Let’s take it back to the ’90s and install some Bantu Knots for the weekend. Just in case you have no idea what Bantu knots are keep reading.
In the Caribbean, we call Bantu knots “Chiney bumps”. That term sounds like something that can get us in hot water but that’s probably what some people are used to calling it.
However, I digress.
The hairstyle originated with African women and if you really want to get technical History.com notes that the term “Bantu” universally translates to “people” among many African languages, and is used to categorize over 400 ethnic groups in Africa.
These knots are also referred to as Zulu knots because the Zulu people of South Africa, a Bantu ethnic group, originated the hairstyle. The look also goes by the name of Nubian knots.
Today they are still worn very often as a protective style for curly natural hair and they look like small twisted cinnamon buns all over your head.
You can choose to do jumbo knots if you have long hair like this:
Or you can do smaller knots if you have short hair like this:
Fun fact: I used to hate this style especially if my mom installed them and had company over. For some reason, at 8 or 9 years old I did not like the way I looked with these “little balls” all over my head.
Eventually, the style grew on me and is my go-to for a smooth wavy look.
At one time or another, we have all worn them to celebrate our roots, as a protective style or like Riri to make a serious fashion statement.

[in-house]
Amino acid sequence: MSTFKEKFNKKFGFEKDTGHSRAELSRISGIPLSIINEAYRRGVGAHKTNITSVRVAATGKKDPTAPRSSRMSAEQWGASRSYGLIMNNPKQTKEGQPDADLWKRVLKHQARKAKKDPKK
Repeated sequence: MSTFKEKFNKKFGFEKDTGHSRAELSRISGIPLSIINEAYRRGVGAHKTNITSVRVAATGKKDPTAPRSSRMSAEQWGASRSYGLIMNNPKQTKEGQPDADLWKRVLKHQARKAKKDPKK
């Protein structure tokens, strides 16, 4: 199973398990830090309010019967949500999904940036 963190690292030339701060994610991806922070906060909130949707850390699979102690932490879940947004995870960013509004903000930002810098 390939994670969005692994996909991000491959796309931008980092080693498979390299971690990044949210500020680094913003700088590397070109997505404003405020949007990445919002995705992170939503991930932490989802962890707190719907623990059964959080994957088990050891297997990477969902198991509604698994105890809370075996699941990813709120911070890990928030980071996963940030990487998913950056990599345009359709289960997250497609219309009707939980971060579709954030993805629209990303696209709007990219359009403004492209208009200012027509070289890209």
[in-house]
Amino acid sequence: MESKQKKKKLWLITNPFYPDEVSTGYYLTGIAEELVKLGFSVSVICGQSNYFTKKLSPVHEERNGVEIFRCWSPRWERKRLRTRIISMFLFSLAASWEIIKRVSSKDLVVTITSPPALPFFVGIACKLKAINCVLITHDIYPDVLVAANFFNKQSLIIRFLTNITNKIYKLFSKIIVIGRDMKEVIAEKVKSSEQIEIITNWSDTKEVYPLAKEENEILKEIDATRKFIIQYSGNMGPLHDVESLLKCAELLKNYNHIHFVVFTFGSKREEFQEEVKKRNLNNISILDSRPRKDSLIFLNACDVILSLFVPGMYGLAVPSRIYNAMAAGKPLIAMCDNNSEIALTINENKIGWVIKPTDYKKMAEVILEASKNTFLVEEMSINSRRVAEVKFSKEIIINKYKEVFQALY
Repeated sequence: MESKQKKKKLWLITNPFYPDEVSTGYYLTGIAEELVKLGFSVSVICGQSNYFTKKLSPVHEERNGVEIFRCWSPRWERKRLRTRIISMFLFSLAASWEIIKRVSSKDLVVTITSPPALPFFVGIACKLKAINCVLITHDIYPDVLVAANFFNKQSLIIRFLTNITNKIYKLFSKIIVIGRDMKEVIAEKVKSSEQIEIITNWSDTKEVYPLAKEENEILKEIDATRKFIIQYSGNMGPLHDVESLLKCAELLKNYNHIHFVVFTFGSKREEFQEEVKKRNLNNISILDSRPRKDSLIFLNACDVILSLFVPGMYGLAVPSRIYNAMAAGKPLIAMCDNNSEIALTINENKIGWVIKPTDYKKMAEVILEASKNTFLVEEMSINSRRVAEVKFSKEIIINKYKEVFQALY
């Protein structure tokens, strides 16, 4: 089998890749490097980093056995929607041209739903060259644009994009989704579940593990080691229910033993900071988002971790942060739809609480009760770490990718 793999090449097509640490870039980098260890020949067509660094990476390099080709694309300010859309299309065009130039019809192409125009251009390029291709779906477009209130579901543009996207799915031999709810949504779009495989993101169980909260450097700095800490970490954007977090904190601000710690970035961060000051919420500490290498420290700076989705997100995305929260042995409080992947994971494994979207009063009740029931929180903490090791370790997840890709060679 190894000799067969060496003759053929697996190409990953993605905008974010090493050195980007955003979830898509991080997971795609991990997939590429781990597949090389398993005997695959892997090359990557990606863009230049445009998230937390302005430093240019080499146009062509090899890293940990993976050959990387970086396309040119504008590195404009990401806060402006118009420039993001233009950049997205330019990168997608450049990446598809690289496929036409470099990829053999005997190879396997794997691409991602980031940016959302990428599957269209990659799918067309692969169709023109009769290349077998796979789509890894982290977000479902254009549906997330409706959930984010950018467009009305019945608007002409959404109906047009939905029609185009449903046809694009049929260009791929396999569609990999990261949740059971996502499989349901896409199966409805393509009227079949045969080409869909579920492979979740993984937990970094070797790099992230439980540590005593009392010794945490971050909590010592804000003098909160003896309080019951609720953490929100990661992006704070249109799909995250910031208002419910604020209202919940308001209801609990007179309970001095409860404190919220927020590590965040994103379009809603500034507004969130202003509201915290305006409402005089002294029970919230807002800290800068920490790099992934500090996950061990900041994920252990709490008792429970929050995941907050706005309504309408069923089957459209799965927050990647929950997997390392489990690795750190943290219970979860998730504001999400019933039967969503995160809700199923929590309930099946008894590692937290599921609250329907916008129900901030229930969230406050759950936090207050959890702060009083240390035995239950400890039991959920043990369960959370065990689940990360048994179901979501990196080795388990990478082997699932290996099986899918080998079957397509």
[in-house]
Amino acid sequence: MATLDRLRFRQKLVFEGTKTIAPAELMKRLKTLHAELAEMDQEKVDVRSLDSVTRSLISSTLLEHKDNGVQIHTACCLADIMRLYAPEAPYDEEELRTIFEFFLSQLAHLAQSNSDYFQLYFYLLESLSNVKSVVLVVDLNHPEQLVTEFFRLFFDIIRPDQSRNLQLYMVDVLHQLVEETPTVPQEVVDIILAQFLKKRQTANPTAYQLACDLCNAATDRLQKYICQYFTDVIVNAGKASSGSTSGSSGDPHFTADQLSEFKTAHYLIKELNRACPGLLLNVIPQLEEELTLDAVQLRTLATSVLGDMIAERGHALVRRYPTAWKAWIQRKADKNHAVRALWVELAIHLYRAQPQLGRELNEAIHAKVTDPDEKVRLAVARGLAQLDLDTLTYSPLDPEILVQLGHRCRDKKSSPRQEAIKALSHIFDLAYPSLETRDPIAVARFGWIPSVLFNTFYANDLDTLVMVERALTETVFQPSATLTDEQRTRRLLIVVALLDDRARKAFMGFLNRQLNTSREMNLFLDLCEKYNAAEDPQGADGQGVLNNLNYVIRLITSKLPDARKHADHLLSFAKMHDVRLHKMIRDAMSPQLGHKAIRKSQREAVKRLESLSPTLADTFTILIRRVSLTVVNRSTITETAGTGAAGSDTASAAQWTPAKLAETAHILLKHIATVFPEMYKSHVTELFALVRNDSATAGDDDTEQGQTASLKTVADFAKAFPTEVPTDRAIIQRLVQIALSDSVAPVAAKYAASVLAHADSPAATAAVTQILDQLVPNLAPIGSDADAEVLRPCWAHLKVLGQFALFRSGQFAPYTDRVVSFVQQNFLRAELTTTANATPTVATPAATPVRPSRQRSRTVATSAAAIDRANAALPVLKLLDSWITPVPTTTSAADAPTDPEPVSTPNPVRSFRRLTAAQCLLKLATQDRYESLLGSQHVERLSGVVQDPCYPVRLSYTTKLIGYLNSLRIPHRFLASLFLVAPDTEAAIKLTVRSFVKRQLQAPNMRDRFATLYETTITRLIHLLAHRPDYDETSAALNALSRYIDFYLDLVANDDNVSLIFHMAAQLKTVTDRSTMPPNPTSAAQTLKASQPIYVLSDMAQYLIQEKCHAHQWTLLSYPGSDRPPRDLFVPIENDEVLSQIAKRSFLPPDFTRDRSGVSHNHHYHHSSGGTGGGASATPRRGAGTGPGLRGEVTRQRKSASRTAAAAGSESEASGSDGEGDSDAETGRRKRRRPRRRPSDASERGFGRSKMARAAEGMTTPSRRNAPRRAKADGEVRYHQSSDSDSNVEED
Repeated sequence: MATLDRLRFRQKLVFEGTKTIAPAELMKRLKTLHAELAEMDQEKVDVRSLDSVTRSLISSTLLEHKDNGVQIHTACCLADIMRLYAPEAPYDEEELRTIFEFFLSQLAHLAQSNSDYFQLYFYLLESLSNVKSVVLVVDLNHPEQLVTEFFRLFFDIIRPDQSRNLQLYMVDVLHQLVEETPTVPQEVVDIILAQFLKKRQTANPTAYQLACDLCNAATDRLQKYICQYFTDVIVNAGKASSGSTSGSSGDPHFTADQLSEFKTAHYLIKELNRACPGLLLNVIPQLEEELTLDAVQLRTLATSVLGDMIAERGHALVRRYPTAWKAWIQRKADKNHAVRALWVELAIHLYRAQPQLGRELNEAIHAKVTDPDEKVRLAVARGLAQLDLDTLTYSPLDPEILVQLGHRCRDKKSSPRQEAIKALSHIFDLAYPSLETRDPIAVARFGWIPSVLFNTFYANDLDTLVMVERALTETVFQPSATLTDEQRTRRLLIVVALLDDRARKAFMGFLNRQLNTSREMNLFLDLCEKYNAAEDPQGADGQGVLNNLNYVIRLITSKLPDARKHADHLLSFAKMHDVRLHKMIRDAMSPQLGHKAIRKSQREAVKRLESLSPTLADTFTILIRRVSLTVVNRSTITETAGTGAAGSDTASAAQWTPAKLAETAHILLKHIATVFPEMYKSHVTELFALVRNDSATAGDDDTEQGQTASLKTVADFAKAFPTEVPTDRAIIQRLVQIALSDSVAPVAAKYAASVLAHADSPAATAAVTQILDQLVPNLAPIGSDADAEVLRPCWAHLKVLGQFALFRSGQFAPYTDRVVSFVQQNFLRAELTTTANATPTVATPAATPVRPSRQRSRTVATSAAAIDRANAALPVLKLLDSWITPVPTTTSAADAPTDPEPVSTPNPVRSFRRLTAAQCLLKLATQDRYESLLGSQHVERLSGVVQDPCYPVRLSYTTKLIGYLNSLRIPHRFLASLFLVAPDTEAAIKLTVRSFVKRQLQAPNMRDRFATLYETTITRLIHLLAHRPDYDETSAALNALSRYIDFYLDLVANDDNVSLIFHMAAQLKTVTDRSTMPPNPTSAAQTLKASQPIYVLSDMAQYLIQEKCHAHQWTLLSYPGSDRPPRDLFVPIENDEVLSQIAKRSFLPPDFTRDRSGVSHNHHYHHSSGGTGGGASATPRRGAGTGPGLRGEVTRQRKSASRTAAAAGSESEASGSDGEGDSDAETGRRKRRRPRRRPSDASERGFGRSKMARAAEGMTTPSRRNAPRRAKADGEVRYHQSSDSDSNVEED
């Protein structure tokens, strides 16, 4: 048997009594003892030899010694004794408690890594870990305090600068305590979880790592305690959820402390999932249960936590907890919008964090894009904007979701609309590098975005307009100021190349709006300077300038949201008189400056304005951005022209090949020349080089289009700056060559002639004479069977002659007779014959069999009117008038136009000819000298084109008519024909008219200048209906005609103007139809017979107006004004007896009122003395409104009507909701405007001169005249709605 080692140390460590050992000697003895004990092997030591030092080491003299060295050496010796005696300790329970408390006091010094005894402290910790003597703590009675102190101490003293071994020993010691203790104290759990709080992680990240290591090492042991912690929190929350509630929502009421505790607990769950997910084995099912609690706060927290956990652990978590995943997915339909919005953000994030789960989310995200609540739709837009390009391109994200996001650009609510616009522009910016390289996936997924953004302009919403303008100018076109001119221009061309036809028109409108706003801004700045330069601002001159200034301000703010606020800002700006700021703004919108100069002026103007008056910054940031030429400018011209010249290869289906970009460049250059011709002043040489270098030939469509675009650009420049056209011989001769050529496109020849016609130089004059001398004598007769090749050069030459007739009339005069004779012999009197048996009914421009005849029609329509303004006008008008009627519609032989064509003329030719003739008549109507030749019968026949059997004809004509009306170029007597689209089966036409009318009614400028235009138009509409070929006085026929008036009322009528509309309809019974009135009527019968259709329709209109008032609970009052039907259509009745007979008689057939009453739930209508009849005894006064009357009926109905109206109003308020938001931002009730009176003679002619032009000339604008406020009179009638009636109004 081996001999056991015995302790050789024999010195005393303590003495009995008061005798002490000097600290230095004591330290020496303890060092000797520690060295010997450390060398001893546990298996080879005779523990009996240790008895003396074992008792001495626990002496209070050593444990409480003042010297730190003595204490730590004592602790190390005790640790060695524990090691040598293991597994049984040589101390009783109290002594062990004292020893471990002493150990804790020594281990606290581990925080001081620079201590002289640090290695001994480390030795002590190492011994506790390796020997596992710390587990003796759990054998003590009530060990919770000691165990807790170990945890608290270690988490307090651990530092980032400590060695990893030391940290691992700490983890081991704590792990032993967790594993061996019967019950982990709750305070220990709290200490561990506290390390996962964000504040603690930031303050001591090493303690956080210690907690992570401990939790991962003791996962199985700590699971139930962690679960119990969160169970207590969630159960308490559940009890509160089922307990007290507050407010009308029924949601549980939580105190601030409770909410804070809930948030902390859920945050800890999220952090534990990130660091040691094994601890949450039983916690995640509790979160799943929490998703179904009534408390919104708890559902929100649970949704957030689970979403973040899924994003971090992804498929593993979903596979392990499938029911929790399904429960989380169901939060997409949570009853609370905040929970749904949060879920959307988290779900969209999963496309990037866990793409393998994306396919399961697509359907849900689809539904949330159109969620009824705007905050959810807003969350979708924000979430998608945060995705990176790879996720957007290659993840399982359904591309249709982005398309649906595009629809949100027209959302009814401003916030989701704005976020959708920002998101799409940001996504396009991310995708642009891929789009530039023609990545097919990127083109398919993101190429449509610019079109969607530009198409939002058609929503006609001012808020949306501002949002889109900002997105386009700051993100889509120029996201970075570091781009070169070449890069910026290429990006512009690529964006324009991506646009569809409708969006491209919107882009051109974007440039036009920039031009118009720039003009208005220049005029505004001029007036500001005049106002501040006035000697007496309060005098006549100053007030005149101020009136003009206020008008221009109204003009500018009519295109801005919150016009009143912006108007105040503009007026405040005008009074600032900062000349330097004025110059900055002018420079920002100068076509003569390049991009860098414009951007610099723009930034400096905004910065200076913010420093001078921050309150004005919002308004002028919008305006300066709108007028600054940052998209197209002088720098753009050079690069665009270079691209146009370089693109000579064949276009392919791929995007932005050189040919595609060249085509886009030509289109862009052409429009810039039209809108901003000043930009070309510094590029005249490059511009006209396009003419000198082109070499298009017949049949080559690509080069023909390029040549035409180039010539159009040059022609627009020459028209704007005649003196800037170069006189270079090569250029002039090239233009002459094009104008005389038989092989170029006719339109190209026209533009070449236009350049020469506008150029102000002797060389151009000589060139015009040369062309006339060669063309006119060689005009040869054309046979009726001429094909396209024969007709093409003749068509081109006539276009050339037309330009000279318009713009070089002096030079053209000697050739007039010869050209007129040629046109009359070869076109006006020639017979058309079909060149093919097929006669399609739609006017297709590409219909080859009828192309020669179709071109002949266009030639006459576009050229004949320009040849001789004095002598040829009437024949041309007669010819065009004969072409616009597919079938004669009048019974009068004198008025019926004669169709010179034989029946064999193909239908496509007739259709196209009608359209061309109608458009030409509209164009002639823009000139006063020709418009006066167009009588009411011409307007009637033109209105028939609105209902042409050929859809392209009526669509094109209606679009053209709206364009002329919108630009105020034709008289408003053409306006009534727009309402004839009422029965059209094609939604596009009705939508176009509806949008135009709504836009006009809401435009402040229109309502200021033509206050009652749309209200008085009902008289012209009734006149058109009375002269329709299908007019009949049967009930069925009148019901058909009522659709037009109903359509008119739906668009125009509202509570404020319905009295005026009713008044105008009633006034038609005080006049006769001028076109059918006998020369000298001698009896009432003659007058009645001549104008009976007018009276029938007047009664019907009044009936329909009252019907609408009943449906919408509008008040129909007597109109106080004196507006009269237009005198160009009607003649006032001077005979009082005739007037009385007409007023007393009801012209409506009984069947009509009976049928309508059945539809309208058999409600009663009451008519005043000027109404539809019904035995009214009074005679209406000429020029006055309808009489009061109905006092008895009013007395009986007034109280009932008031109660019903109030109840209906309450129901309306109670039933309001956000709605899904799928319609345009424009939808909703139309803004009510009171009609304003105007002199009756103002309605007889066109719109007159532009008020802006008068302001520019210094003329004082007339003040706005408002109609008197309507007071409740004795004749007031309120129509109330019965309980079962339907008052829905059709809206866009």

Here is what you will need to start:
Mousse, setting lotion, or curl defining cream
A wide-tooth comb
A rat-tail comb
A wooden boar bristle brush
Ouchless hair ties
How to Do Bantu Knots
Most of the time we would suggest for a clean, fresh set, to start off with freshly washed hair. However, since this is a weekend style this might be on old hair and we get that! With that said, the choice is yours.
You can co-wash for a slightly fresh look, or you can refresh your old hair so that it is easy to separate and detangle as you create the style.
Use a rattail comb to separate your hair into sections. Create the sections according to the length of your hair or according to the look you are going for.
These product help the knots to hold their shape. Only use a small amount to avoid buildup.
Take the section of hair that you are working on and hold it as close to the roots as you can then begin to twist your section until it naturally curls on itself.
You can also use a rubber band or hair tie at the root and twist the length of your hair in the same manner until it naturally curls on itself. Secure with a bobby pin.
Repeat steps 1 through 3 on all of the sections in your hair.
Apply a little edge control to the edges and get your edges together to finish the syle
Secure the edges with a wrap adhesive or a scarf so that they can dry and remain in place.
How To Do Bantu Knots with extensions
If you have braiding hair at home and you want to add some bulk to your Bantu knots you can incorporate braiding hair in each of the sections to create bigger knots
Watch this tutorial for shorter hair:
After you are finished with your bantu knots as a style, you can remove them, slightly separate your curls for a sexy wavy look you can probably stretch for another day or two until wash day.
For more you can check out our Instagram post below as well:
Have you ever worn Bantu knots recently? Comment below